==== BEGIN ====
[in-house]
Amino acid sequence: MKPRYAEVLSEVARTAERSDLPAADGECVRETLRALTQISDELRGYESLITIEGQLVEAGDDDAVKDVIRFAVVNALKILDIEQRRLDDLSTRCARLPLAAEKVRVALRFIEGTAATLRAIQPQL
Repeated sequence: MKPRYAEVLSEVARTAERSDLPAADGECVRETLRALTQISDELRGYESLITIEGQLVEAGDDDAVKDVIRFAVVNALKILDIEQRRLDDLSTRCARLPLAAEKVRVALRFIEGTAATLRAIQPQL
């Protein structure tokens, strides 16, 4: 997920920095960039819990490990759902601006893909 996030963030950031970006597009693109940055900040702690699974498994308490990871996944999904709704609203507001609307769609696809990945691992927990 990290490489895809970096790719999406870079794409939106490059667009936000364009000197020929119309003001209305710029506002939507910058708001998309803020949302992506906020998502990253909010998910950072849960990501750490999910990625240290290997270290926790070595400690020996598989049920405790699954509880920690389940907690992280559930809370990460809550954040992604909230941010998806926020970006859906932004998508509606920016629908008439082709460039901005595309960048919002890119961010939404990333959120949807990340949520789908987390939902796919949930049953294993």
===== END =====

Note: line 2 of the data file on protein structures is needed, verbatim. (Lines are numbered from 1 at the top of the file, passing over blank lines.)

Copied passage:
Amino acid sequence: MKPRYAEVLSEVARTAERSDLPAADGECVRETLRALTQISDELRGYESLITIEGQLVEAGDDDAVKDVIRFAVVNALKILDIEQRRLDDLSTRCARLPLAAEKVRVALRFIEGTAATLRAIQPQL